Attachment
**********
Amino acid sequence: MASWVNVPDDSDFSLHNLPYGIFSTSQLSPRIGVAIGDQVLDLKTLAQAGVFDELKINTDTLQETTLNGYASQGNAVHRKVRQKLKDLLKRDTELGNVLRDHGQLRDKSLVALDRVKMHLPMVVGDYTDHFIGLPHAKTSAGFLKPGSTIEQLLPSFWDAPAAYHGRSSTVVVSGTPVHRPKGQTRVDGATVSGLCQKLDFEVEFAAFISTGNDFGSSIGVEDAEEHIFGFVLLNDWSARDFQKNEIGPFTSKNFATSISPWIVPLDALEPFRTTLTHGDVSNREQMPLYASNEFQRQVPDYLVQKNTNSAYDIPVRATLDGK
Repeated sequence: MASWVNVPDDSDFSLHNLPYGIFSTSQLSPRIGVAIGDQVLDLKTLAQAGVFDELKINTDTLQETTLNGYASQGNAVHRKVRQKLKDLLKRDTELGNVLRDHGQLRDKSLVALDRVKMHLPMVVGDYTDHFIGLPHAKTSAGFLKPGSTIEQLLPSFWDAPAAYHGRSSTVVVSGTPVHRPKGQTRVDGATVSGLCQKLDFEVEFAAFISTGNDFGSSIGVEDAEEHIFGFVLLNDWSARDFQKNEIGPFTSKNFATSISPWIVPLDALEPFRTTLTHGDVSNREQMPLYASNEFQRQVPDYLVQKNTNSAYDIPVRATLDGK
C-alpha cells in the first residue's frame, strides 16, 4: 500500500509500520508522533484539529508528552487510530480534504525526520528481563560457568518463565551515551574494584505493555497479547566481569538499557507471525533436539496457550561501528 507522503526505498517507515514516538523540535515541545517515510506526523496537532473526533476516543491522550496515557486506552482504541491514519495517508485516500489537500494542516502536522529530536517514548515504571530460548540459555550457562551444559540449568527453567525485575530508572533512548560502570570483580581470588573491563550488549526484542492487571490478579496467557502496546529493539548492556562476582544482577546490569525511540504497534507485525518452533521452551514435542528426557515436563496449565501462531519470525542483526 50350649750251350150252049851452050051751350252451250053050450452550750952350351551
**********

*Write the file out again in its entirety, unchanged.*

Amino acid sequence: MASWVNVPDDSDFSLHNLPYGIFSTSQLSPRIGVAIGDQVLDLKTLAQAGVFDELKINTDTLQETTLNGYASQGNAVHRKVRQKLKDLLKRDTELGNVLRDHGQLRDKSLVALDRVKMHLPMVVGDYTDHFIGLPHAKTSAGFLKPGSTIEQLLPSFWDAPAAYHGRSSTVVVSGTPVHRPKGQTRVDGATVSGLCQKLDFEVEFAAFISTGNDFGSSIGVEDAEEHIFGFVLLNDWSARDFQKNEIGPFTSKNFATSISPWIVPLDALEPFRTTLTHGDVSNREQMPLYASNEFQRQVPDYLVQKNTNSAYDIPVRATLDGK
Repeated sequence: MASWVNVPDDSDFSLHNLPYGIFSTSQLSPRIGVAIGDQVLDLKTLAQAGVFDELKINTDTLQETTLNGYASQGNAVHRKVRQKLKDLLKRDTELGNVLRDHGQLRDKSLVALDRVKMHLPMVVGDYTDHFIGLPHAKTSAGFLKPGSTIEQLLPSFWDAPAAYHGRSSTVVVSGTPVHRPKGQTRVDGATVSGLCQKLDFEVEFAAFISTGNDFGSSIGVEDAEEHIFGFVLLNDWSARDFQKNEIGPFTSKNFATSISPWIVPLDALEPFRTTLTHGDVSNREQMPLYASNEFQRQVPDYLVQKNTNSAYDIPVRATLDGK
C-alpha cells in the first residue's frame, strides 16, 4: 500500500509500520508522533484539529508528552487510530480534504525526520528481563560457568518463565551515551574494584505493555497479547566481569538499557507471525533436539496457550561501528 507522503526505498517507515514516538523540535515541545517515510506526523496537532473526533476516543491522550496515557486506552482504541491514519495517508485516500489537500494542516502536522529530536517514548515504571530460548540459555550457562551444559540449568527453567525485575530508572533512548560502570570483580581470588573491563550488549526484542492487571490478579496467557502496546529493539548492556562476582544482577546490569525511540504497534507485525518452533521452551514435542528426557515436563496449565501462531519470525542483526 50350649750251350150252049851452050051751350252451250053050450452550750952350351551